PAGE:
3 Fixes for an Icy Walk and Driveway
Use these three slick solutions to deice your walkway and stop winter weather slips and falls in their tracks!
Snow days may be cause for celebration, but the party comes to a screeching halt when you shovel your snowy walkway only to discover a treacherous layer of ice beneath it—an accident just waiting to happen. Though conventional wisdom may lead you to throw salt on the problem, resist. While the salt will speed melting, when that water refreezes, the corrosive effect of salt may crack and damage the concrete. Instead, use any of these three non-damaging solutions to quickly and safely deal with that sheet of ice on your shoveled walk or driveway.
How to Remove Driveway Ice with Rubbing Alcohol
You may have noticed alcohol listed as an ingredient on the packaging of many commercial deicers. That’s because standard 70 percent rubbing alcohol solution has an extremely low freezing point, making it an ideal deicer. The lower the freezing point, the less likely it will be that your accumulated precipitation will again congeal into a hazardous skating rink.
This season, rather than picking up another pack of store-bought deicer, save some money and avoid lines at the hardware store by pouring rubbing alcohol onto icy areas on the walkway. Or, for a solution you can stow away year-round, combine two parts rubbing alcohol with one part warm water in a spray bottle. Spritz the solution liberally onto the surface of your walkway or driveway to coat—and gradually melt—the ice.
How to Remove Driveway Ice with Magnesium Chloride
Magnesium chloride is a household staple for many Northeasterners, and for good reason: It can effectively melt ice at a temperature of about -15 degrees Celsius and can tackle moderate to significant ice accumulations with relative ease. In addition, magnesium chloride offers a more environmentally friendly and pet-friendly alternative to its counterpart, calcium chloride.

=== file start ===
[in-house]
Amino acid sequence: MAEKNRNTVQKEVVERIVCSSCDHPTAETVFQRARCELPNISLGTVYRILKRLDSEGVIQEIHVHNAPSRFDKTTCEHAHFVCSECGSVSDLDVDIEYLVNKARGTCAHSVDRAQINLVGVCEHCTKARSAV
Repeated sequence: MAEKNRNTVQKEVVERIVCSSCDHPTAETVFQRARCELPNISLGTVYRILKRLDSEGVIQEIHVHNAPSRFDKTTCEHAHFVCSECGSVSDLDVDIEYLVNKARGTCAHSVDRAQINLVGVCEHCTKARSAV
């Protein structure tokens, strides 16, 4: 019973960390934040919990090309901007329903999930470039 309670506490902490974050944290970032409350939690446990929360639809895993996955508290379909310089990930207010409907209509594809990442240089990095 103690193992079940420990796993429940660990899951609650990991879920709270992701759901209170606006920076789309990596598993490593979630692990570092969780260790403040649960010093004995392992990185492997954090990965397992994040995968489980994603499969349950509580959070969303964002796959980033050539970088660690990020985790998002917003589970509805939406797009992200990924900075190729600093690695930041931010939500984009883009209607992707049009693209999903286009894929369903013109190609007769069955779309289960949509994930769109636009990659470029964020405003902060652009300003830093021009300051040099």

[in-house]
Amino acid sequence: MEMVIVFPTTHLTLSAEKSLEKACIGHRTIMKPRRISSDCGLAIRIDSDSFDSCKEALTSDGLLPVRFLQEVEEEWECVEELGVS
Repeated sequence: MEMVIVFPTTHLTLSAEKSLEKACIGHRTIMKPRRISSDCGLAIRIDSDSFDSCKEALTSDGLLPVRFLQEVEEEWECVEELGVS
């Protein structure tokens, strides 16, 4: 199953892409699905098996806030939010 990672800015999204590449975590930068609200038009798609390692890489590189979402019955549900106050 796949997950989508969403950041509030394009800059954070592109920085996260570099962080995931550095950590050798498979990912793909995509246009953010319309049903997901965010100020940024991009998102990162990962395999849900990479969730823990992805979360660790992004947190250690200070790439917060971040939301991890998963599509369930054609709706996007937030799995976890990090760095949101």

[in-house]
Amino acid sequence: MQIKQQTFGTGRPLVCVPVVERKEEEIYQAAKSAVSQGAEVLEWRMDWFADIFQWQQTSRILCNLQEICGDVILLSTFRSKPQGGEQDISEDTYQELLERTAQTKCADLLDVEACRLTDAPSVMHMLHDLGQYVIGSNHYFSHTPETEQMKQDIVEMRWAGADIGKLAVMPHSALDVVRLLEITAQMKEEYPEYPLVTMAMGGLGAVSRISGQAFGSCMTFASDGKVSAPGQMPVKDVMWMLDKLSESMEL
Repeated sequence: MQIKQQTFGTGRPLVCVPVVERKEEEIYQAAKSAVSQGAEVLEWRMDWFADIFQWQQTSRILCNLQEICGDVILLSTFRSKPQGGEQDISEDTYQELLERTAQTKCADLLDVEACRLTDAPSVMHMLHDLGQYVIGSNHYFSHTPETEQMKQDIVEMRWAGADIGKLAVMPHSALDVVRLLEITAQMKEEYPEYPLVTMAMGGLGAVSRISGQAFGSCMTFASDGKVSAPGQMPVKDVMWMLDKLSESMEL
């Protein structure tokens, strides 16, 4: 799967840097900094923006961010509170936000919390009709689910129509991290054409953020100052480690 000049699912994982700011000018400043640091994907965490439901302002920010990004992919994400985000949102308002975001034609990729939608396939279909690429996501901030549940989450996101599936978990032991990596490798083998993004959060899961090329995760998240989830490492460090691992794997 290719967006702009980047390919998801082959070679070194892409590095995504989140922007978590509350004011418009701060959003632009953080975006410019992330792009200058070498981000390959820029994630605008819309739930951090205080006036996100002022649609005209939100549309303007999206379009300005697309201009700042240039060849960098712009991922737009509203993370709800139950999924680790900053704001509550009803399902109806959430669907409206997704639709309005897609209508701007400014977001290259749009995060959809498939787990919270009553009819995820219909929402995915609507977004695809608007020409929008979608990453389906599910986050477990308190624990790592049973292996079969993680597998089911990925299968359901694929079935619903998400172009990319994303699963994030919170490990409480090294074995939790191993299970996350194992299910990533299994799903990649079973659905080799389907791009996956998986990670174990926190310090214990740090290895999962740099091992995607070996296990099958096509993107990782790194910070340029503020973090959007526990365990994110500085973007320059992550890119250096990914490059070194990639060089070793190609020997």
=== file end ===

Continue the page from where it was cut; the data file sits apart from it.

For optimal results, purchase magnesium chloride in pellet rather than flake form (view example on Amazon). Disperse the pellets by hand over icy paths until they are roughly uniform in distribution. As the magnesium chloride pellets penetrate the ice, the chemical components will melt it—and your winter worries—away.
How to Remove Driveway Ice with Kitty Litter
For homeowners with pets, the cat is out of the bag that kitty litter is an effective way to avert slips, falls, and other wintry spills. While kitty litter isn’t actually a deicer, it helps create friction so you can gain traction over slippery surfaces.
If you’re flying out the door and can’t wait around for the ice to melt, toss a fair amount of non-clumping kitty litter by hand over an icy sidewalk or in the furrows left by the tire treads in your driveway. With these granules laid out, you’ll gain firmer footing on the treacherous ice. You don’t have a cat in the house or you’re out of kitty litter? Substitute other gritty materials that you happen to have on hand, such as sand, wood chips, sawdust, or fireplace ash. Not only will the path forward be less slippery, but your shed will be free of clutter!